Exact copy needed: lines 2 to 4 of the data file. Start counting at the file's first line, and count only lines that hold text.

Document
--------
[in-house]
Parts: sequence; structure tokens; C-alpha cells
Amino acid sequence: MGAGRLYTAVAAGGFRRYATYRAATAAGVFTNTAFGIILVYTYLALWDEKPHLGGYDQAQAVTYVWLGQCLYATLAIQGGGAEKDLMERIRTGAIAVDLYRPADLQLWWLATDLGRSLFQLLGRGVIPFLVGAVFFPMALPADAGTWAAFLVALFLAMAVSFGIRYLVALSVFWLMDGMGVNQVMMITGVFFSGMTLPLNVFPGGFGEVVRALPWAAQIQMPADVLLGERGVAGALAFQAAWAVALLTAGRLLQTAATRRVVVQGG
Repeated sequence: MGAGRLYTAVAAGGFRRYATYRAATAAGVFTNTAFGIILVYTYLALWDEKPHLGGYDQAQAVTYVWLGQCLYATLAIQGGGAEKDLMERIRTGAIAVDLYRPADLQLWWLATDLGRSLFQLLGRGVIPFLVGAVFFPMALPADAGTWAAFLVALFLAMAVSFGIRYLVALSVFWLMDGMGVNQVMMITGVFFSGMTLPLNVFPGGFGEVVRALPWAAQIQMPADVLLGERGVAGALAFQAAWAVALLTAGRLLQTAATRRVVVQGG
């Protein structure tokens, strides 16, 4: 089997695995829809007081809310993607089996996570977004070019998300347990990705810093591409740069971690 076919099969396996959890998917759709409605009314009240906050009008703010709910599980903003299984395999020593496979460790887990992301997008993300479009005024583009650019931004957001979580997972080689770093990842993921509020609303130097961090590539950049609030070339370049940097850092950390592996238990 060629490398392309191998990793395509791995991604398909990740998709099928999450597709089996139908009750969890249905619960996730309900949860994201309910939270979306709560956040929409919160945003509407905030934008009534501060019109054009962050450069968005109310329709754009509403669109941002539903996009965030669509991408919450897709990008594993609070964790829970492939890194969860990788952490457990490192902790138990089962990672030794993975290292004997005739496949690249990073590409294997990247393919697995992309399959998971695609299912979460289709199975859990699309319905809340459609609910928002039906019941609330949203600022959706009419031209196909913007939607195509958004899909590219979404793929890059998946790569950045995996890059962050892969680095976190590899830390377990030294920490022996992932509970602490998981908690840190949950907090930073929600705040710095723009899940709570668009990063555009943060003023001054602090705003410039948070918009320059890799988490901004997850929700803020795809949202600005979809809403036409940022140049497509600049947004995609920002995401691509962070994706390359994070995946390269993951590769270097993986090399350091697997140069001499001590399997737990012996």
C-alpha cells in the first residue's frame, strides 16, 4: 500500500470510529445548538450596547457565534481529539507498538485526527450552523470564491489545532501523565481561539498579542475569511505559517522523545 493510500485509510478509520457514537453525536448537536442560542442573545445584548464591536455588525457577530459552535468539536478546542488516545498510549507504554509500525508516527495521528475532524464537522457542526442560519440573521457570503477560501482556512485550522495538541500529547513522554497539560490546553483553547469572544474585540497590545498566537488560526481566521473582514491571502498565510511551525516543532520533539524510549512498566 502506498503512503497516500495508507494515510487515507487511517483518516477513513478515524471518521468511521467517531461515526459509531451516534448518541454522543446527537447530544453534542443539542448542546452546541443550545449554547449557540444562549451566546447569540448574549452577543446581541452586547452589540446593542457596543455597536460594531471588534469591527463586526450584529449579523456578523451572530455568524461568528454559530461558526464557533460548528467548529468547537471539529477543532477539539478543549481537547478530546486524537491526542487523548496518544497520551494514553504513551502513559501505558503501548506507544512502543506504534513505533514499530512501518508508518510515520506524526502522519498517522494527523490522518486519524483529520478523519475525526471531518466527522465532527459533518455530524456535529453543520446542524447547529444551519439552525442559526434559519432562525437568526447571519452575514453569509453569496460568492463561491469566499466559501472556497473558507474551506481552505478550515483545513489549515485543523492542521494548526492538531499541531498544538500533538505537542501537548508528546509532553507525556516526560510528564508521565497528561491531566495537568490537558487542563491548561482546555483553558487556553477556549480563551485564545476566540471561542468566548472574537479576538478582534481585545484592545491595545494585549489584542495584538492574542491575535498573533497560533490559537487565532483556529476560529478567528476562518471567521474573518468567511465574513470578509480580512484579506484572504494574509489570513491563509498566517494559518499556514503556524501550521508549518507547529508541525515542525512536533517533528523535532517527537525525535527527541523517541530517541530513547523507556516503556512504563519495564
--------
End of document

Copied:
Parts: sequence; structure tokens; C-alpha cells
Amino acid sequence: MGAGRLYTAVAAGGFRRYATYRAATAAGVFTNTAFGIILVYTYLALWDEKPHLGGYDQAQAVTYVWLGQCLYATLAIQGGGAEKDLMERIRTGAIAVDLYRPADLQLWWLATDLGRSLFQLLGRGVIPFLVGAVFFPMALPADAGTWAAFLVALFLAMAVSFGIRYLVALSVFWLMDGMGVNQVMMITGVFFSGMTLPLNVFPGGFGEVVRALPWAAQIQMPADVLLGERGVAGALAFQAAWAVALLTAGRLLQTAATRRVVVQGG
Repeated sequence: MGAGRLYTAVAAGGFRRYATYRAATAAGVFTNTAFGIILVYTYLALWDEKPHLGGYDQAQAVTYVWLGQCLYATLAIQGGGAEKDLMERIRTGAIAVDLYRPADLQLWWLATDLGRSLFQLLGRGVIPFLVGAVFFPMALPADAGTWAAFLVALFLAMAVSFGIRYLVALSVFWLMDGMGVNQVMMITGVFFSGMTLPLNVFPGGFGEVVRALPWAAQIQMPADVLLGERGVAGALAFQAAWAVALLTAGRLLQTAATRRVVVQGG